Gold leaf artifact with ultra-thin engraving from Gyeongju unveiled
Updated: 2022-06-20 07:09:27 KST
"This can't be something that's man-made."
The words of experts after seeing a gold leaf artifact unearthed from South Korea's Donggung Palace and Wolji Pond in November, 2016.
Gyeongju National Research Institute of Cultural Heritage finally unveiled this sophisticated, outstanding gilt relic from the eighth century on Thursday.
The artifact was initially discovered as two separate pieces situated approximately twenty meters apart from one another.
But after going through a conservation process, it was found to have been one single artifact.
Bird and flower patterns are intricately engraved on the thinly, spread out gold that measures 3.6-centimeters by 1.1-7-centimeters.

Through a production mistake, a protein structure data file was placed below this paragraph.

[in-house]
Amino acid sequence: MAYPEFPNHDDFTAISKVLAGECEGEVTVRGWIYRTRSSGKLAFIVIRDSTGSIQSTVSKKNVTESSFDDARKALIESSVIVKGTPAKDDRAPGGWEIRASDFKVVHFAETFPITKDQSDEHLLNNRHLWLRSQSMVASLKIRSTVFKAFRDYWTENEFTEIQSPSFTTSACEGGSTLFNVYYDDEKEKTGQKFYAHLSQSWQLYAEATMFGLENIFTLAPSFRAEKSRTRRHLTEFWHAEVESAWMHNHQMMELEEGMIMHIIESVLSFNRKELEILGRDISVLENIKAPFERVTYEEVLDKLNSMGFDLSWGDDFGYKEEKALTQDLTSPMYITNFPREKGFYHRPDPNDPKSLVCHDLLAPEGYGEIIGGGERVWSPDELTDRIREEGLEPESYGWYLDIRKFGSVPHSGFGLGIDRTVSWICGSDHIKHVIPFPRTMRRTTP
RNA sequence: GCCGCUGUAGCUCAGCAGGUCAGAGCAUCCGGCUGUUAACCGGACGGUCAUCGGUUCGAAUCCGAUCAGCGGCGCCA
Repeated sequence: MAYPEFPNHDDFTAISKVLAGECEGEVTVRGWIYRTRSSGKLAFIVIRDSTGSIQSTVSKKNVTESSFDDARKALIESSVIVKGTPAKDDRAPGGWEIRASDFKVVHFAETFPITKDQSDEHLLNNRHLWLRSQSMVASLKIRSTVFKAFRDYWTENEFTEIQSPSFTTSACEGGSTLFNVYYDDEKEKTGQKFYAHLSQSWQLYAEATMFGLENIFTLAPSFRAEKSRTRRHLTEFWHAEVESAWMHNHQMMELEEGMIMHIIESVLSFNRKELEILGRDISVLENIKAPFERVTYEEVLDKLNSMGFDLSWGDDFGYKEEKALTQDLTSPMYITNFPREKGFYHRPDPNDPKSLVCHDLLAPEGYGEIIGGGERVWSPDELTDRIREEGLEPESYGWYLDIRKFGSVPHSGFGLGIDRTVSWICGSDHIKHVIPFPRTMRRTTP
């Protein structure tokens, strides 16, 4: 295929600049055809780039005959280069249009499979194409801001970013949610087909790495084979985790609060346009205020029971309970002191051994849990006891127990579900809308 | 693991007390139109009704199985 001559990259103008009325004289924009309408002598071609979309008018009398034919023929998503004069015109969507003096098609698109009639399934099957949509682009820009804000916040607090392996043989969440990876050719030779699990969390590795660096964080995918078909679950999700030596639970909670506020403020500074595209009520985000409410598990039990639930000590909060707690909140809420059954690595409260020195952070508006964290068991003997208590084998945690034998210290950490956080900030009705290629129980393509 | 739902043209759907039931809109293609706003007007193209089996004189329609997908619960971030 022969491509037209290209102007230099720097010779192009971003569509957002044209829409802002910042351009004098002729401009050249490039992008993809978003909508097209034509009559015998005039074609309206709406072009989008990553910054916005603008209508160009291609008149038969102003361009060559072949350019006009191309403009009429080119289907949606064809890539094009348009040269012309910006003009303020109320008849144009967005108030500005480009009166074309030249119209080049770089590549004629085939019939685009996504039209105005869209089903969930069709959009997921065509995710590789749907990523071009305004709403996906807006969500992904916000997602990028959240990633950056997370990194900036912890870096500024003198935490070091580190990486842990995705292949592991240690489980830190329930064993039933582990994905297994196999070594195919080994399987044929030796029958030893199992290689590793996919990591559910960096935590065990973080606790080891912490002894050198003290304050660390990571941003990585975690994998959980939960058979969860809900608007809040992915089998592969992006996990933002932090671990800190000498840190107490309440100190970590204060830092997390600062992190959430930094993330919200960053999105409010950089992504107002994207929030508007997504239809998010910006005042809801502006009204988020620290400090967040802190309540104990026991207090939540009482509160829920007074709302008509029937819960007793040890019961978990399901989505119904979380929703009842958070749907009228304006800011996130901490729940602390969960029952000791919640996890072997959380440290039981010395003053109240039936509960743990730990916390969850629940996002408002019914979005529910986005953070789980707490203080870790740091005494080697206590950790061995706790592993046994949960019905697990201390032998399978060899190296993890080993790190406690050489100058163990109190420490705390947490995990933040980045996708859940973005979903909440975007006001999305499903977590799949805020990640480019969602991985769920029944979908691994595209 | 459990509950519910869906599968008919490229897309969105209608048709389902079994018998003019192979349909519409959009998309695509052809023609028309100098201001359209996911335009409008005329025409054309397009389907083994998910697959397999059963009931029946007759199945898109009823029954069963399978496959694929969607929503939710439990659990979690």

The jaw-dropping patterns are carved at a thickness of point-zero-five millimeters.
That's finer than a human hair and even difficult to see with the naked eye.
Experts all agree that this artifact displays the essence of eighth century Unified Silla Period metalwork.
"Delicately having all the elements one would want with flawless technology, it is not an exaggeration to say this is a global-level craftwork."
Experts say gold leaf engraved with these patterns also reveals western influences but ones which have been transformed in Silla's own unique way.
"We can see the outstanding craftsmanship of Silla artisans from that time, showing the pinnacle of metalwork technology and the culture of that time. I hope this artifact can trigger more research on Silla-period metal craftwork."
This outstanding relic will be on display for the public at the Gyeongju National Research Institute of Cultural Heritage until October 31st through an exhibition titled "The Blooming Flowers and Birds on 3cm Gold Leaf."
Kim Bo-kyoung, Arirang news.